Maybe there should be some anonymous information bank somewhere, and women can leave detailed accounts of their experiences so that some big committee can examine it and use it to make changes to increase breastfeeding rates. Wouldn’t that be more constructive than bashing Jennifer Lopez on a blog?
Now, I know that breast feeders get bashed too. I’ve read some truly sick things in regards to public breast feeding and extended breast feeding. I know that those who choose to breast feed have their own battles, and I support them in their rights. But, really, so does everyone else. They have the World Health Organization, they have the American Academy of Pediatrics, and they have lawyers through LLL to help them with legal battles when their rights are being trampled. Being a breast feeder in today’s world is not a lonely choice. You can name a dozen celebrities off the top of your head who have breast fed and gone unblogged. But, you get this one and the world goes crazy.
Jennifer Lopez obviously loves those babies more than life. They will be raised in ridiculous opulence, given every privilege that a child could hope for. That such a deal is being made about her feeding method is disgusting. There are children born addicted to crack, with parents who abuse them impulsively or with premeditation. There are layers of festering illness that permeate family dynamics that we can’t even begin to understand. But, this woman’s feeding method is what is dominating our attention. And that’s supposed to make some sense?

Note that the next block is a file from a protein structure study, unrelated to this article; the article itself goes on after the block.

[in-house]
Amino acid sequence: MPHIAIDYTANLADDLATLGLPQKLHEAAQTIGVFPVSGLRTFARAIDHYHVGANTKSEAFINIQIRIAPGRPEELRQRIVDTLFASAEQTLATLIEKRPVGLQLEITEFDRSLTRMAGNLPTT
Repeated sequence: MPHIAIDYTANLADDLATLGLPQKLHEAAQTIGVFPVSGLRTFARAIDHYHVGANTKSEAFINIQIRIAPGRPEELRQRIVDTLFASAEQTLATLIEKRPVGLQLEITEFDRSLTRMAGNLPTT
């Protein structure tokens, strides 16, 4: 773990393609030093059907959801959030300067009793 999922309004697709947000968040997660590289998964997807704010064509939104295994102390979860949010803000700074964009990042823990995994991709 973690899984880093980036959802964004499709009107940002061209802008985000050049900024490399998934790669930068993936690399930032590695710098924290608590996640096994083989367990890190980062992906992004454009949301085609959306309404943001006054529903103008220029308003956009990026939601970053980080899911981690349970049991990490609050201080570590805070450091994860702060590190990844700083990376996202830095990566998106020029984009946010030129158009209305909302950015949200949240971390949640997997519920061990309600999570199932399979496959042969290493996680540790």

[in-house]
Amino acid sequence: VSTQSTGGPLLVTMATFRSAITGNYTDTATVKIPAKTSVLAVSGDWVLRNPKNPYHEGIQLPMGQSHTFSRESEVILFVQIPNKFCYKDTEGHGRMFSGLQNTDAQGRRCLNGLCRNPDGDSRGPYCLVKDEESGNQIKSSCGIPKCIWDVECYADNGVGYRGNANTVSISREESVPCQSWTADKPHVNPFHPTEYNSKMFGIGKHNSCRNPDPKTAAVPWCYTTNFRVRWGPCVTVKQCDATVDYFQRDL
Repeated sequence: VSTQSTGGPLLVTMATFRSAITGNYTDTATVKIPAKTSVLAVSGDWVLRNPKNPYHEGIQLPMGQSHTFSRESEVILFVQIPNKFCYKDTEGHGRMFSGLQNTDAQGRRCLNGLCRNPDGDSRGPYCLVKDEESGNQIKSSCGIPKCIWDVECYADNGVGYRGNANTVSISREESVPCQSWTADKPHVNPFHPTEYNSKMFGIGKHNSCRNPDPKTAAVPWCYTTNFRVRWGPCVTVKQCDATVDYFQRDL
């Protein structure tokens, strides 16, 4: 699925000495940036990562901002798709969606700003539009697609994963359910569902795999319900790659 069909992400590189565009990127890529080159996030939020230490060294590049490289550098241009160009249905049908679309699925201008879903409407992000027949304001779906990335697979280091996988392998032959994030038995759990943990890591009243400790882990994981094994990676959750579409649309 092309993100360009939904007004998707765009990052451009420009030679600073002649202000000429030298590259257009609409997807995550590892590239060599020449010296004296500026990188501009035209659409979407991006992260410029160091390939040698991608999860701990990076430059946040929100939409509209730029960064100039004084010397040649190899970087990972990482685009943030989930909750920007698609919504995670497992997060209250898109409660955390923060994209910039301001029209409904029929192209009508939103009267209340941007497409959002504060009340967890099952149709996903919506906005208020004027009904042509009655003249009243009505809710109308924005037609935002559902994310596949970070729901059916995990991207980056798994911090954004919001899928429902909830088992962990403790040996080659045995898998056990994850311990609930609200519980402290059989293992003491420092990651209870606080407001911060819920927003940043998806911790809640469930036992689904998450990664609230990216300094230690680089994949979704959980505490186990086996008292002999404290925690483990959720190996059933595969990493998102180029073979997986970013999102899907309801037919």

I feel for Jennifer Lopez. I know what it’s like to make the unpopular choice, the choice that does not have science and world-wide medical establishments backing it. I know what it’s like to be asked to explain that choice and then suffer cruel criticism for the choice and the explanation. But, the truth is, while those who succeed at breastfeeding may be giving their children some health advantages, those of us who have treaded the territory of making the other choice get an earlier indoctrination into motherhood. This is the reality of it. You will make unpopular choices. You will choose your own sanity over the “right” thing sometime during your tenure, and later realize it was the best decision you could have made for everyone involved. You will also receive bad news at some point, and wonder whether you were the cause of it because of some choice you made on behalf of your child. Your idea of “right” will differ from someone else’s idea of “right” and you’ll question everything. This is motherhood. Get used to it.